Every household has its staples that can always be trusted to be on hand. A visit to Nanny’s house just wouldn’t feel right if I wasn’t offered a beverage of peach iced tea! For our house, our staples are shown by the first three items on every grocery list: bread, milk and bananas.
Bananas are a great source of magnesium wrapped in chirpy yellow, while milk goes with all things breakfast and then some. And where do we start with bread? Fields of golden wheat transformed into light and fluffy sustenance – delightful!
Which leads me to the first of the seven ‘I am’ statements Jesus makes in the Gospel of John: “I am the bread of life.” Truth about Jesus in a metaphor about bread? Count me in!
A mighty miracle
The lead up to the statement begins with a famous miracle. Jesus has a great and ravenous crowd listening to him out in the wilderness when he takes a boy’s lunch of five barley loaves and some fish and multiples it to feed the hungry horde.
John records that the crowd of 5000 men ate all that they wanted. Completely filled and satisfied, the amazed crowd want to crown the miracle worker King, but Jesus eludes them and makes a night-time getaway across the water.
But the eager crowd chases him down. The meal that so richly filled them has become a memory, and with fresh hunger pangs gnawing away they clamour for Jesus to do a miraculous sign again.
But while they seek physical satiation, Jesus has bigger things at play. He tells them not to seek food that perishes but food that is eternal, telling the crowd they are only seeking him because their bellies were filled.
The bread of life
The crowd asks Jesus to give them bread from heaven always, to which we have the salient reply:
“I am the bread of life; whoever comes to me shall not hunger, and whoever believes in me shall never thirst” (John Chapter 6, verse 35).
Jesus had filled their bellies, but he now wanted to fill their hearts. And the food he wanted to offer wasn’t physical bread from heaven, but his very body.
“I am the living bread that comes down from heaven. Whoever eats this bread will live forever. This bread is my flesh, which I will give for the life of the world” (John chapter 6, verse 51).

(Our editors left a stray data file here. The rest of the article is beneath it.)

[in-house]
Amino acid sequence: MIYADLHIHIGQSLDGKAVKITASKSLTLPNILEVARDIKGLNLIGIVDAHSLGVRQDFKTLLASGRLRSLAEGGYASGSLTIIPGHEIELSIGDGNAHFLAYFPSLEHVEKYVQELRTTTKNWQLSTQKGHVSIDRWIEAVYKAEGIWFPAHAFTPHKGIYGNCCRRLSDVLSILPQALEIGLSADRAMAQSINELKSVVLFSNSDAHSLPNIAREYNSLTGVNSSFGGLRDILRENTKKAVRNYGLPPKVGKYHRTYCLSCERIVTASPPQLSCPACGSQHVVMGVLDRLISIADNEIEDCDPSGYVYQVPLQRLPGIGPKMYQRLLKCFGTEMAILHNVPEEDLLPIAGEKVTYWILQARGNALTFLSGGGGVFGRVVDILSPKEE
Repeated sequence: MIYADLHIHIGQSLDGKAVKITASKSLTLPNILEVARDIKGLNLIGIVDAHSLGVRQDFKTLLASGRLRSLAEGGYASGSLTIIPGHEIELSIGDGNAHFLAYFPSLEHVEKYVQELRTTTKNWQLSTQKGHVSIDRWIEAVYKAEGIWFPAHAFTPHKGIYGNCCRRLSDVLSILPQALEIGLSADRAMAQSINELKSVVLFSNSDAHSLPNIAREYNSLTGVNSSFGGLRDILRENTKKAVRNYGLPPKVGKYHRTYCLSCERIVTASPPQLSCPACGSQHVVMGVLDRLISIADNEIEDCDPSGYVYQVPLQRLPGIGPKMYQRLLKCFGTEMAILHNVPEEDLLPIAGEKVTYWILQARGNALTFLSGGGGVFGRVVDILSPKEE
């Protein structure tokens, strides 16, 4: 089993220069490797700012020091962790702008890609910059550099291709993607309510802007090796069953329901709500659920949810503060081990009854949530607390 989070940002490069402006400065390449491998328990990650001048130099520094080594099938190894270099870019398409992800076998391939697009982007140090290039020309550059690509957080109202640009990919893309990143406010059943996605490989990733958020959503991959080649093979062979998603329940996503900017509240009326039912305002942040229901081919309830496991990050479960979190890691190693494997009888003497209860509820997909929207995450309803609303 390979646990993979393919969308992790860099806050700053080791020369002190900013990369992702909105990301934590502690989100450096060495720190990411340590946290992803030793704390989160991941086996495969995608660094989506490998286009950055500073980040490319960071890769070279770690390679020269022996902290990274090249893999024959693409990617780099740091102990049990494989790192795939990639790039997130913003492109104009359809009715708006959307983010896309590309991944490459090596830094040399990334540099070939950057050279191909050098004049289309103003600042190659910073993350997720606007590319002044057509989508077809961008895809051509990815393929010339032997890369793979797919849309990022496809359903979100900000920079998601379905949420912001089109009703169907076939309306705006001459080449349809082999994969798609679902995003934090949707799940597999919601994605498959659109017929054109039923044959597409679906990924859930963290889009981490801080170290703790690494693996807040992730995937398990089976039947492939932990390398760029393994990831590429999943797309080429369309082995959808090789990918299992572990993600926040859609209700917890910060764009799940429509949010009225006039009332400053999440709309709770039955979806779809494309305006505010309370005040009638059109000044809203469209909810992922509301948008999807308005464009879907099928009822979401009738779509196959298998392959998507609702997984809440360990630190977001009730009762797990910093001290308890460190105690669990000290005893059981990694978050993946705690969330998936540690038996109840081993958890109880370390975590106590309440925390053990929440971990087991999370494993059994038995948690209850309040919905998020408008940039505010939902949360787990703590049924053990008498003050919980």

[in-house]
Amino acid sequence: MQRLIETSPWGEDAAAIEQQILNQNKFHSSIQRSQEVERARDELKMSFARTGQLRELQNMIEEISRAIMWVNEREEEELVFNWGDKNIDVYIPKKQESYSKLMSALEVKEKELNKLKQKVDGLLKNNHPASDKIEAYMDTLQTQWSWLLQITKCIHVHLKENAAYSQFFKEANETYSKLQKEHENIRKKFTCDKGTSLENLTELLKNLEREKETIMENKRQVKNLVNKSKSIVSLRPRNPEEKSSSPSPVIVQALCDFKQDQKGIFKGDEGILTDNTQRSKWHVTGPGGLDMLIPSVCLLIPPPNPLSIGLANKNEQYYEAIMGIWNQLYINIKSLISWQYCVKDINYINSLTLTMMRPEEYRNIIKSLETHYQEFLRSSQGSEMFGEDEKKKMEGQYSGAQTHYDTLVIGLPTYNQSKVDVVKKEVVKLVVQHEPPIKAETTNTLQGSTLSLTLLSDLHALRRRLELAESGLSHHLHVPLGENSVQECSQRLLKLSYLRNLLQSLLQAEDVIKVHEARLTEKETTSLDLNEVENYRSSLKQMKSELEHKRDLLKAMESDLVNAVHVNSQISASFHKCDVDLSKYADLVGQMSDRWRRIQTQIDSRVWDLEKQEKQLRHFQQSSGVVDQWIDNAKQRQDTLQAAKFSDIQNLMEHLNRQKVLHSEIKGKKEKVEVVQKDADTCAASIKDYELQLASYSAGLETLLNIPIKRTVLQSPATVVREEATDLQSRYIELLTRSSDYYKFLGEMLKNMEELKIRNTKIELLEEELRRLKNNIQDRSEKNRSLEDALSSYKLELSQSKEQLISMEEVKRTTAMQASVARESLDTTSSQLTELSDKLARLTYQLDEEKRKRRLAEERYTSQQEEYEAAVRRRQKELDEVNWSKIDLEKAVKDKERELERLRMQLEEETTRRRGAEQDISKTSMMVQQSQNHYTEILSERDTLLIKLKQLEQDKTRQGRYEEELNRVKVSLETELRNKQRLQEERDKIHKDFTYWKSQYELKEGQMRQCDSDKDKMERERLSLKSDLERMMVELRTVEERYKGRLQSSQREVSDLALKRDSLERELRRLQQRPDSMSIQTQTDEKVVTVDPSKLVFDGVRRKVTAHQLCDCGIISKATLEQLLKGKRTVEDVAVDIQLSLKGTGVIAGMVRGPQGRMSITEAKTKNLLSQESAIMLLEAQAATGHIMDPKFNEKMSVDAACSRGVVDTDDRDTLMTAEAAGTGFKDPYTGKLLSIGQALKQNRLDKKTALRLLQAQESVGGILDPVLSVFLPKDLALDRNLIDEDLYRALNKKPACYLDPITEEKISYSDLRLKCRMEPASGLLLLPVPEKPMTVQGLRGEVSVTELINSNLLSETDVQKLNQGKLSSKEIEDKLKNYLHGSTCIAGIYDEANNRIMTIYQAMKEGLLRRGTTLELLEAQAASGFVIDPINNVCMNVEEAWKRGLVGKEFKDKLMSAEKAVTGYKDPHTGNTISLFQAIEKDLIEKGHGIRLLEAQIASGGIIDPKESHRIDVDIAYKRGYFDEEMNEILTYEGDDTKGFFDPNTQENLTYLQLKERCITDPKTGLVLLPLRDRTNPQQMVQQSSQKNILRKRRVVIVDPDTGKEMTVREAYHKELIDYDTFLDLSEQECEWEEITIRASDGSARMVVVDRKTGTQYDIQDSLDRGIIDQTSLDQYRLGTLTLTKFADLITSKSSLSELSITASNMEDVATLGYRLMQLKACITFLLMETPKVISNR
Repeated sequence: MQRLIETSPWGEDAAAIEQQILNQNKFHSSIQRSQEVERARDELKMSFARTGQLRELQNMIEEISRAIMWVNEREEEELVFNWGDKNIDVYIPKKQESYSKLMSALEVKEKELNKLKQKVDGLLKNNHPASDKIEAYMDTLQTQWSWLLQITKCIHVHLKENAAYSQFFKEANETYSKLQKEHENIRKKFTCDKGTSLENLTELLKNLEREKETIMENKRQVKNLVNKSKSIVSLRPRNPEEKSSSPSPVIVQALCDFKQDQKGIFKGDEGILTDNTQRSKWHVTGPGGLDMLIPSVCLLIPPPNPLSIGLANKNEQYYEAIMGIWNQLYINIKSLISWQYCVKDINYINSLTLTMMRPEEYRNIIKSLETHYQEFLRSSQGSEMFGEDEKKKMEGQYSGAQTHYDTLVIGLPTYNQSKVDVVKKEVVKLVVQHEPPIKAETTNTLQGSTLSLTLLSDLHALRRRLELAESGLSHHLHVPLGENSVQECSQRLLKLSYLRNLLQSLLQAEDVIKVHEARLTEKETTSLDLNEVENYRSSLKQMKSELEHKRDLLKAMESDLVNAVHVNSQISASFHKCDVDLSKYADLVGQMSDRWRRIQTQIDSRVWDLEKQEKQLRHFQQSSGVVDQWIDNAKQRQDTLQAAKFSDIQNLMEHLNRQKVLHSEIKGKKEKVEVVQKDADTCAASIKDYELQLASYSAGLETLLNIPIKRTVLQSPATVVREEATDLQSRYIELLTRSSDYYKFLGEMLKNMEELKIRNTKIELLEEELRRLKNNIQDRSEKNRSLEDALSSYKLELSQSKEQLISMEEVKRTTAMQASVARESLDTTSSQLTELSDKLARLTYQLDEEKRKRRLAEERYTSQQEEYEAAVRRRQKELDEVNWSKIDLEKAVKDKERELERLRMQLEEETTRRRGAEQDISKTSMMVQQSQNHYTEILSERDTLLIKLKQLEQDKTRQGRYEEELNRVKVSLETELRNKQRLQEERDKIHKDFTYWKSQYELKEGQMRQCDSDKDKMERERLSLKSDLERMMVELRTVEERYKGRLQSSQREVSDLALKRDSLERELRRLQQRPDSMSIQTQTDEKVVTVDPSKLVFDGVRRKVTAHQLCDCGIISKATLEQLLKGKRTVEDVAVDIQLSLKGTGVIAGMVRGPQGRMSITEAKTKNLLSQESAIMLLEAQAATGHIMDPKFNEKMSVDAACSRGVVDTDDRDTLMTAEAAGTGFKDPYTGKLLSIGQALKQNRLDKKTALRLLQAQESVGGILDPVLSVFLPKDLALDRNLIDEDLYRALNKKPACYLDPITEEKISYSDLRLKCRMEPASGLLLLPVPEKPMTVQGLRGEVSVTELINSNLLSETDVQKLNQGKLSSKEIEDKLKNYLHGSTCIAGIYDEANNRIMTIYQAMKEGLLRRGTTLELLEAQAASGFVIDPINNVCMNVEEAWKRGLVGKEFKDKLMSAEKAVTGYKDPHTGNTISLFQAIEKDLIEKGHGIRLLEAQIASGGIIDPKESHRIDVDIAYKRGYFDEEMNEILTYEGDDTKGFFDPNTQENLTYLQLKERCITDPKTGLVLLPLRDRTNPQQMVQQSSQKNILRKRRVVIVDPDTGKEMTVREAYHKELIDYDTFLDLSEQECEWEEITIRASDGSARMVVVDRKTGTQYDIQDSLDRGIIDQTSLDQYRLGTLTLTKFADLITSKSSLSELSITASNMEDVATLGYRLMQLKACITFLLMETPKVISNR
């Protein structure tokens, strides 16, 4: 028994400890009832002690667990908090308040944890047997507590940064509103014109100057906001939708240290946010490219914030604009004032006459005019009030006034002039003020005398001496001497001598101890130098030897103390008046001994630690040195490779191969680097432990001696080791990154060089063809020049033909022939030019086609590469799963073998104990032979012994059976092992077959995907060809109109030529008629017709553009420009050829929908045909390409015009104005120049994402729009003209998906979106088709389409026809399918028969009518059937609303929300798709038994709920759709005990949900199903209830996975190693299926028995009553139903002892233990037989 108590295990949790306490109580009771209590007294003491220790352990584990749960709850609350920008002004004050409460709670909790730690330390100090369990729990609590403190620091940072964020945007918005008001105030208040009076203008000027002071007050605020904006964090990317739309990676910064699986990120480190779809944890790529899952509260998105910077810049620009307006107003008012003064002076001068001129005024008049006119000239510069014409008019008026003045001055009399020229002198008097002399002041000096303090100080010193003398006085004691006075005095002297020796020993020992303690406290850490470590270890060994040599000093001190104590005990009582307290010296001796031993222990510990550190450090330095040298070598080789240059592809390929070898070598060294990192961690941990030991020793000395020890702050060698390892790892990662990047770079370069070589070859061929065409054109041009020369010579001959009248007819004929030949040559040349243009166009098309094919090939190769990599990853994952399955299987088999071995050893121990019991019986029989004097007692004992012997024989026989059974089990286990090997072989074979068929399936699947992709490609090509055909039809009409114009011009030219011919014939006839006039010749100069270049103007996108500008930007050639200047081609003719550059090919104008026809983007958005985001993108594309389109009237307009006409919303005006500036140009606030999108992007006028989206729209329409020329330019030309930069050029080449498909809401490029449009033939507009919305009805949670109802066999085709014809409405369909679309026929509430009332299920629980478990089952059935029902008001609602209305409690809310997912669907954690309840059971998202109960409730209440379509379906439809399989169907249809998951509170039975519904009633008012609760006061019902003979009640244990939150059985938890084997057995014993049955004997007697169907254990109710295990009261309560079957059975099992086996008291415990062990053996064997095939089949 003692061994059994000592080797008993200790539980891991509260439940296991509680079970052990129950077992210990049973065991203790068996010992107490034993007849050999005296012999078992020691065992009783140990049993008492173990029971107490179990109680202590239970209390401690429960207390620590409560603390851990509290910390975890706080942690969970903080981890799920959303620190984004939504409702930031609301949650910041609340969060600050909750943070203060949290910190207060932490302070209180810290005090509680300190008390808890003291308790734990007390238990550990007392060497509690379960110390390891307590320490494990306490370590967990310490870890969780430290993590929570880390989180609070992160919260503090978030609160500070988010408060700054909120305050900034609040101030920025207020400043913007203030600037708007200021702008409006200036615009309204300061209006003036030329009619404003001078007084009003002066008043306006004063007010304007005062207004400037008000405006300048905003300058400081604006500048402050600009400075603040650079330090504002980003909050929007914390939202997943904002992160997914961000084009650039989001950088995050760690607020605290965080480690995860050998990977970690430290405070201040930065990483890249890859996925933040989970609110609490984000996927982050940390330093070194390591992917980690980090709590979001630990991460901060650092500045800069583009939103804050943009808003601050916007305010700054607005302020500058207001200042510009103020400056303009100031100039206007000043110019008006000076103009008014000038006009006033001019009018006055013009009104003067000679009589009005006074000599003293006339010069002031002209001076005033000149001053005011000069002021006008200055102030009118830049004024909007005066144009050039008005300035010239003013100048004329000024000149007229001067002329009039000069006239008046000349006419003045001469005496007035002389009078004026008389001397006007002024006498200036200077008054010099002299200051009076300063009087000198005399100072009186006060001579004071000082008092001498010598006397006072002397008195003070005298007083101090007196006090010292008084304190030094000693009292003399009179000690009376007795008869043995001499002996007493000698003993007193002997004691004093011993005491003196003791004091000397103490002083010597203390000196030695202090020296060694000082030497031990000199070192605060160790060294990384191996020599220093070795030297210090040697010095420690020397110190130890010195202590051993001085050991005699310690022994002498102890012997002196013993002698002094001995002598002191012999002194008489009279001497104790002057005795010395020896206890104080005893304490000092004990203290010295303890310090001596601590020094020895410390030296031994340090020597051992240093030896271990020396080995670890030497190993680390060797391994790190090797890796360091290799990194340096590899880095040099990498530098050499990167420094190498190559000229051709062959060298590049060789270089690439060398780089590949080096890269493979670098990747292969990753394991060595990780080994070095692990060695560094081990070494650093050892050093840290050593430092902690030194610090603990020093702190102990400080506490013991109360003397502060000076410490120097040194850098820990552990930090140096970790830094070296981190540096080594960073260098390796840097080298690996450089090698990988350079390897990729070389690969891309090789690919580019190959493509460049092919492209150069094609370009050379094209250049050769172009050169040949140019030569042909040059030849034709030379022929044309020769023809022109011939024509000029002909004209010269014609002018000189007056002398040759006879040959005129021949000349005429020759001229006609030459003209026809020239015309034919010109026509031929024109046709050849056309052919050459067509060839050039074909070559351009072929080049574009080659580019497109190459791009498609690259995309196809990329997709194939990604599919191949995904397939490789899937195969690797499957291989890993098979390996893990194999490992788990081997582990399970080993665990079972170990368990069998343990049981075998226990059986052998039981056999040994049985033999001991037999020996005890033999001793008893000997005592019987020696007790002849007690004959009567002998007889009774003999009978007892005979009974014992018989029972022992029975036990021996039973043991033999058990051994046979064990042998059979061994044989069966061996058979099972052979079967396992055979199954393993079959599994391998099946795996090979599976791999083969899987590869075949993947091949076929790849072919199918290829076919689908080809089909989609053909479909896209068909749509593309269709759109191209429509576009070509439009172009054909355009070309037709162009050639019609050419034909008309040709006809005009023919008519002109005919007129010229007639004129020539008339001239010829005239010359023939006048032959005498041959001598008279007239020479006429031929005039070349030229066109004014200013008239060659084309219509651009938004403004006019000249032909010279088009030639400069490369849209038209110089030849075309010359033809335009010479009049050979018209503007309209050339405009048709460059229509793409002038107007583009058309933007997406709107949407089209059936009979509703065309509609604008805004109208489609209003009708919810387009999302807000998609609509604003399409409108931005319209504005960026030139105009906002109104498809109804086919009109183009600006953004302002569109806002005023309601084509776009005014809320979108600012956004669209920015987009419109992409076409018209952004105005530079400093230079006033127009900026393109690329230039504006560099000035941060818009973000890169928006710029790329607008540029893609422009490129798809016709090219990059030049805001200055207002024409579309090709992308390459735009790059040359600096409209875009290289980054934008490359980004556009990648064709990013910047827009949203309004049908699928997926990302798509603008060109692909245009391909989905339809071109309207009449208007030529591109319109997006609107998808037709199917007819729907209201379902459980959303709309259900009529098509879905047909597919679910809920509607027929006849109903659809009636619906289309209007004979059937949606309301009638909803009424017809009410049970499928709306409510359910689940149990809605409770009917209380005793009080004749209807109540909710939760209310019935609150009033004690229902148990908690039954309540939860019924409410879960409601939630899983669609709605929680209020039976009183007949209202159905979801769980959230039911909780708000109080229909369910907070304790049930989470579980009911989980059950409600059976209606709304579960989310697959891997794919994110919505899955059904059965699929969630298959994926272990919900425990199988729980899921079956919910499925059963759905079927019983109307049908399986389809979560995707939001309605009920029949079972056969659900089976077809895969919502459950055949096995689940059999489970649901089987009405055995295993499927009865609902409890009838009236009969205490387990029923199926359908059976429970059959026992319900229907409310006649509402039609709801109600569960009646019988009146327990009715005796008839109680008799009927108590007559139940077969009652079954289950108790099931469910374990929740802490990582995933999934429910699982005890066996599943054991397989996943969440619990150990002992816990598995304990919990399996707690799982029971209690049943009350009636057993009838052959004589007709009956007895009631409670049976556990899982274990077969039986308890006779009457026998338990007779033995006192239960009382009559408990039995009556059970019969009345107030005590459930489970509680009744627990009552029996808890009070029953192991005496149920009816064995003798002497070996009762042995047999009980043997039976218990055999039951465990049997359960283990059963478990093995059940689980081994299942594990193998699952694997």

We celebrate and commemorate this in churches across the world when we take the Lord’s Supper, using bread and juice as symbols of Christ laying down his body and shedding his blood that we might have life in him.
My source of life
The statement ‘I am the bread of life’ is rich in theological truth, but what I really want to consider in this series is how this truth applies in everyday life.
Bread is a metaphor for food, the sustaining of life. Without food, our lives fall to the ground.
I only have to miss one meal to feel so readily the dependence I have on regular nourishment. My energy falters, my focus blurs, my tone gets sharper and my patience diminishes. The more time passes, the more my body demands its needs be met, its incessant voice rising from a whisper to a sustained yell in a matter of hours.
I feel the needs of my body so easily, but my spiritual needs, of greater importance, have a quieter voice. A voice that can be shushed and easily lost within a cacophony of competing sounds.
So maybe a way to keep spiritually refreshed is to look to my staples in life and use them as a reminder of the most important staple of all.
Jesus is the Bread of Life, the eternal source of satisfaction. Next time I reach for bread, milk or bananas, I would do well to remember to listen to what my spirit also needs.
Thomas Devenish lives in Hobart, Tasmania with his wife and two daughters. He works as a motion designer and enjoys the diverse experiences life has to offer, from chasing tennis balls to curling up with a good book on a rainy day. Thomas Devenish’s previous articles may be viewed at www.pressserviceinternational.org/thomas-devenish.html